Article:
2. establish the aeroplane in a landing configuration with landing gear extended and full flap deflection;
  3. transition smoothly to an attitude that will induce a stall;
  4. recognize and announce the onset of an imminent stall by identifying the first indication (warning horn or light, buffet or decaying control effectiveness);
  5. avoid entering a stall;
  6. promptly and smoothly recover at the first indication using control application in the proper sequence and appropriate attitude control;
  7. maintain directional control;
  8. retract flaps as recommended;
  9. retract the landing gear after a positive rate of climb is established, or as recommended by the manufacturer;
  10. recover safely without excessive loss of altitude; and
  11. return to the altitude, heading and airspeed specified by the examiner.

EX. 9 – Steep Turn

Aim

To determine that the candidate can perform a level and coordinated steep turn.

Description

At an operationally safe altitude, the candidate is expected to execute a steep turn through 180º, with an angle of bank of 45º, then without pause, reverse the turn to roll out on the original heading.  The examiner will specify the selected altitude, initial heading and airspeed for the manoeuvre prior to entering the turn.

Performance Criteria

Assessment will be based on the candidate’s competence to:

  1. maintain an effective lookout;
  2. roll into and out of turns, using smooth and coordinated pitch, bank and power control;
  3. maintain the specified altitude (±100 feet) and assigned airspeed (±10 knots);
  4. maintain the bank angle of 45º (±5º) while in smooth stabilized flight;
  5. after 180º of turn, reverse the direction of turn and repeat the manoeuvre in the opposite direction;
  6. roll out of the turn at the reversal heading and the entry heading (±10º); and
  7. divide attention appropriately between outside visual references and instrument indications.

EX. 10 – Engine Failure during Overshoot

Aim

To determine that the candidate can maintain safe control of the aeroplane following an engine failure during a takeoff or an overshoot and carry out the appropriate emergency actions.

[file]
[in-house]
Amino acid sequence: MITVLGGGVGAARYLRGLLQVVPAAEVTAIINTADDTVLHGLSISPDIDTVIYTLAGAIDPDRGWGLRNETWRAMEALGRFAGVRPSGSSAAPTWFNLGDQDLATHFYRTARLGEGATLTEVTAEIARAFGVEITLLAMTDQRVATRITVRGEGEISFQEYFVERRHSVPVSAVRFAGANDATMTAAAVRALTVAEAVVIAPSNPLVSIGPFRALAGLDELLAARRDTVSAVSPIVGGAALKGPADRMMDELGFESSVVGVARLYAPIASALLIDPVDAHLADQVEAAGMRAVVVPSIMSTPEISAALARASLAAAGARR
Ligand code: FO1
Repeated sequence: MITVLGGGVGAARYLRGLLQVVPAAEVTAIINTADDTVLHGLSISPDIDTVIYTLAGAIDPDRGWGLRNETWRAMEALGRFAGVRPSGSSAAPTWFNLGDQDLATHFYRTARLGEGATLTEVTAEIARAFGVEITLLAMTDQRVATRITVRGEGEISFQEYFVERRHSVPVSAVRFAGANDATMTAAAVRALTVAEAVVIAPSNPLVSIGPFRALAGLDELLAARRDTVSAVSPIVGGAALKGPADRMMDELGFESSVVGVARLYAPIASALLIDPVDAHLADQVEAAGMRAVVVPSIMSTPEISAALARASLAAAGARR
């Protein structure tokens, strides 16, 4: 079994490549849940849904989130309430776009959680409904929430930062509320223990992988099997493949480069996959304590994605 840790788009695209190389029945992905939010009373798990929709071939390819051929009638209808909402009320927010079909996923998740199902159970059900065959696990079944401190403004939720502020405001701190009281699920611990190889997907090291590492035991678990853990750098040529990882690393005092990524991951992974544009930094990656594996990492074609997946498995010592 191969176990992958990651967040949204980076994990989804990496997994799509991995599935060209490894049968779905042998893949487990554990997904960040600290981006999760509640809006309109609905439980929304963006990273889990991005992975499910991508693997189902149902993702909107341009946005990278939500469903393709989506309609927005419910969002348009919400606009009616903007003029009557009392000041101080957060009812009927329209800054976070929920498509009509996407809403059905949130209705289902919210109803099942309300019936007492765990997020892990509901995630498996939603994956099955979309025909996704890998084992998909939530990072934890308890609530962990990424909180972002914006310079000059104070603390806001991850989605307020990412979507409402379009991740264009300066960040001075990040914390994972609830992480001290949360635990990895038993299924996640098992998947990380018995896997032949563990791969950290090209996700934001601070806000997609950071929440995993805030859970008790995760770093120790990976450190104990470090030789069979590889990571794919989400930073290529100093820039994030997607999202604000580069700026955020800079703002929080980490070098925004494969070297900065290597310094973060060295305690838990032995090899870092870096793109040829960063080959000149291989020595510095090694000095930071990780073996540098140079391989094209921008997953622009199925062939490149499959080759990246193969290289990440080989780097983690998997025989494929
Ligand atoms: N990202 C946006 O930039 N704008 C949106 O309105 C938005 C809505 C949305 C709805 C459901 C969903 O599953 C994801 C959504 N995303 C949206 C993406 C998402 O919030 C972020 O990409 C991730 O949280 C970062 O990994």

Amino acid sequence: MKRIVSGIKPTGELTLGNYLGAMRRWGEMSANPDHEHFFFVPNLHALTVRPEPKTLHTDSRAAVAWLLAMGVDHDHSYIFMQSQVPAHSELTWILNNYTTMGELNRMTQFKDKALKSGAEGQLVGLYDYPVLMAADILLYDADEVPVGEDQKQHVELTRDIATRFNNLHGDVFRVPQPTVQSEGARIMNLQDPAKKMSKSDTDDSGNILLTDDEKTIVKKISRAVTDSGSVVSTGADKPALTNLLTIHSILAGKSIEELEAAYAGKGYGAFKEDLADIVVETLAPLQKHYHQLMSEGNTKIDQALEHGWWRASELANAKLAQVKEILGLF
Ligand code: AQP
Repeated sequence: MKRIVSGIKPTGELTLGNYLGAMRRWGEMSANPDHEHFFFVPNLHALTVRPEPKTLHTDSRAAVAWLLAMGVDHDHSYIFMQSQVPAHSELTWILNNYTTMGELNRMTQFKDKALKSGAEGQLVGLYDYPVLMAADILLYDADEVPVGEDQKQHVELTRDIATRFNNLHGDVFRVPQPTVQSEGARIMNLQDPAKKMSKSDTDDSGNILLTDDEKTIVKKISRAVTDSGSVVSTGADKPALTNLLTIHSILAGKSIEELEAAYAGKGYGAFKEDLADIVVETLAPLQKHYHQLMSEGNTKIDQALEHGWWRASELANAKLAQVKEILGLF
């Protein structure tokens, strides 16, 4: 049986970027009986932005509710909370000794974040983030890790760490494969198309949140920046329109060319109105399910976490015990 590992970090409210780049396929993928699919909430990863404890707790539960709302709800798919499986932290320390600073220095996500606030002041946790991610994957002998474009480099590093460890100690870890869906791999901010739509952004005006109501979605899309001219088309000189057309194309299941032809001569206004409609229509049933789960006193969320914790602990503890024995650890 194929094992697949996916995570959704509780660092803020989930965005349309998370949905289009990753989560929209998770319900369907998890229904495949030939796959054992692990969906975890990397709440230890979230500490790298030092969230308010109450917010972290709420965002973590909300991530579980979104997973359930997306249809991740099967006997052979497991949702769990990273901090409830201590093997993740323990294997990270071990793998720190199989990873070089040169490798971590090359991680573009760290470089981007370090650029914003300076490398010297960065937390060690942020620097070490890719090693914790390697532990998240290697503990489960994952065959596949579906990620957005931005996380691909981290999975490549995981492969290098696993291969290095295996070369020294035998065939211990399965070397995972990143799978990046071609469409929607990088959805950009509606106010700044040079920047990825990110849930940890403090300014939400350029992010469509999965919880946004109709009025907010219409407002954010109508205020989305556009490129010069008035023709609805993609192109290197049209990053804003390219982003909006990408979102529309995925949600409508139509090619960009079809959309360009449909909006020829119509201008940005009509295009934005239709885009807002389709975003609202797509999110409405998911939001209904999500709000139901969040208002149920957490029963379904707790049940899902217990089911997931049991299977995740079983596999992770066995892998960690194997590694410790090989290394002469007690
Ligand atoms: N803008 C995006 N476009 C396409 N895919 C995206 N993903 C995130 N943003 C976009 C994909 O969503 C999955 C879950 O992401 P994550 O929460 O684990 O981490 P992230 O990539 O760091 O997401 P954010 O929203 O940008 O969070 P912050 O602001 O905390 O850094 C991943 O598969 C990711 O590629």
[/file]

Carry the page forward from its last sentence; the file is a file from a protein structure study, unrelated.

Description

At an operationally safe altitude that would allow recovery at or above 2,000 feet AGL or the minimum height recommended by the manufacturer, whichever is higher, the candidate is expected to establish the aircraft in a final approach descent to a simulated landing in a landing configuration at the recommended final approach speed.

Once the approach is stabilized, the examiner will call for an overshoot and simulate failure of an engine immediately after the power has been increased to a take-off power setting and while the candidate retracts the landing gear or flaps, by bringing one throttle/power lever to idle/flight idle.

Using control application in the proper sequence, the candidate is expected to control the aeroplane, perform the vital actions and establish the best single-engine rate of climb speed to achieve a safe go-around.

The examiner will establish zero-thrust on the simulated inoperative engine immediately after the candidate has simulated feathering the propeller.

A. Aeroplane Control

Performance Criteria

Assessment will be based on the candidate’s competence to:

  1. promptly recognize that one engine has lost power;
  2. control the aeroplane;
  3. set the power controls and reduce drag by using control application, in the proper sequence;
  4. identify and verify the inoperative engine;